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The Pentagon Wars: Reformers Challenge the Old Guard.

Once, contemplating the infantry strength of the old Warsaw Pact, an internal slogan of the Pentagon was "fight outnumbered and win." Throughout the 1980s, the military reform movement did exactly that to the Pentagon, defeating a superior well-armed force while armed solely with facts and ideas.

Looking back, the pace of change was spectacularly rapid. In 1979 James Fallows published, in The Atlantic Monthly, the first of his many articles concerning the existence within the Pentagon of the military reform movement, a loose association of uniformed and civilian officials convinced that weapons cost too much and did too little; equally important, that U.S. defense tactics and training methods were designed more from high-tech illusions and bureaucratic self-interest than awareness of what actually worked under field conditions. Military reform seemed like the ultimate lost cause, given the determination with which defense establishments resist new ideas, the array of well-connected interest groups that benefit from excessive Pentagon spending, and the distaste felt by the liberal establishment when people such as Fallows, and publications such as the Atlantic, advocated reforms that would make the American military stronger. More, the public coming-out of the military reform movement occurred just before Ronald Reagan came to office, expounding the notion that high military spending was in itself desirable. Military reforms were outnumbered, outgunned, outfinanced, and seemed certain to be outmaneuvered.

Instead, by 1985, just as six years after defense reform went public. Defense Secretary Caspar Weinberger had cancelled the expensive and under-performing DIVAD automated antiaircraft gun, the first cancellation of a major weapon ready for production in the postwar era; the Army had torn up its field operations manual, replacing it with one based on the theories of maneuver warfare favored by reformers; a prominent reformer, Chuck Spinney, had been on the cover of Time magazine; and the entire old-line Pentagon establishment was in retreat before, at most, a few dozen poorly organized critics.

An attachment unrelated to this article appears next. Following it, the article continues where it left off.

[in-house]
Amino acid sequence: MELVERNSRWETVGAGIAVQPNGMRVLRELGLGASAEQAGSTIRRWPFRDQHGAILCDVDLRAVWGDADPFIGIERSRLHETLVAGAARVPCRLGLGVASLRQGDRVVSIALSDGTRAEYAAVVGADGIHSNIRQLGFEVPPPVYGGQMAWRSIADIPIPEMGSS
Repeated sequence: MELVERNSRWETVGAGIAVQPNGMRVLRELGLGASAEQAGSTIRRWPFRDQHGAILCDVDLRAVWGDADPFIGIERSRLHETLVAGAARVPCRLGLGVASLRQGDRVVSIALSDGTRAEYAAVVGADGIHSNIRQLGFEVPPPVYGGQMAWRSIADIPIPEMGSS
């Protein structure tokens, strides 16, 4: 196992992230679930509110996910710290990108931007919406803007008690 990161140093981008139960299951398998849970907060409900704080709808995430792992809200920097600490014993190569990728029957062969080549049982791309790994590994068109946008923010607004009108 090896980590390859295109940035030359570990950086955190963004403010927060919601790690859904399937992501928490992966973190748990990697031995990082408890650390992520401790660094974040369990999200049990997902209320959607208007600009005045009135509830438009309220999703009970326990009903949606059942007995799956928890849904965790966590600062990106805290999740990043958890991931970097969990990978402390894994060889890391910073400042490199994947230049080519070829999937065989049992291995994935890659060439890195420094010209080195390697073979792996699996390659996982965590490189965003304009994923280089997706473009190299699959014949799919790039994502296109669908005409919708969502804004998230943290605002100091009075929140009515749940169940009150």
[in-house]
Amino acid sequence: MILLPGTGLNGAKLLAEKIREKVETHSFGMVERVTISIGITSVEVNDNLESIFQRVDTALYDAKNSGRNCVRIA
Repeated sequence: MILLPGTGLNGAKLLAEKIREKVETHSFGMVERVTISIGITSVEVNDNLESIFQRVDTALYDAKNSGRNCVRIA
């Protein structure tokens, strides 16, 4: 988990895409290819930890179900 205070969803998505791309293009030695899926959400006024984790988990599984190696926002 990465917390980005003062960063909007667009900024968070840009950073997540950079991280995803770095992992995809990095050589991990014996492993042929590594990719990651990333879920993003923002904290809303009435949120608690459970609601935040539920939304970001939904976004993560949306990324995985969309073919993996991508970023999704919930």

By 1990, just 11 years later, reform thinking had taken over many aspects of Pentagon life. Defense Secretary Richard Cheney would cancel the Navy's A-12 attack jet and demote its sponsors within the admiralty, publicly telling the Pentagon procurement hierarchy he was sick of being lied to about weapons costs. This was an amazing turn of events, considering that Weinberger spent much of the 1980s denying that this problem existed and previous Defense secretaries had happily averted their eyes from it. By 1990, the U.S. military would prepare for battle in the Gulf War using what was in no small part of reformer's script, wielding reformer weapons.

Many people, including a larger contingent of active-duty officers than might be guessed, played important roles in the military reform movement. Its central figures were John Boyd, Robert Dilger, Everest Riccioni and Charles Myers Jr., retired fighter pilots; Thomas Amlie, Thomas Christie, Ernest Fitzgerald, Pierre Sprey, and Spinney, civilian Pentagon analysts or consultants; former Senator Gary Hart and his aide William Lind; former congressman and former fighter pilot Denny Smith and his aide John Heubusch; former House Armed Services Committee staffer Anthony Battista; Fallows (conflict alert: an obvious Monthly favorite); Dina Rasor, who ran a small private foundation that publicized Pentagon abuses; and James Burton, a recently retired Army colonel.

Now Burton has written a book about his role in the movement. Both a kiss-and-tell (or maybe punch-and-tell) about Burton's confrontations with various defense big cheeses during the 1980s, and a critique of the military mindset, The Pentagon Wars goes far toward explaining how vast sums of money are wasted in the name of national defense and how large bureaucracies ca engage in elaborate deceptions to avoid facing the truth about their own actions.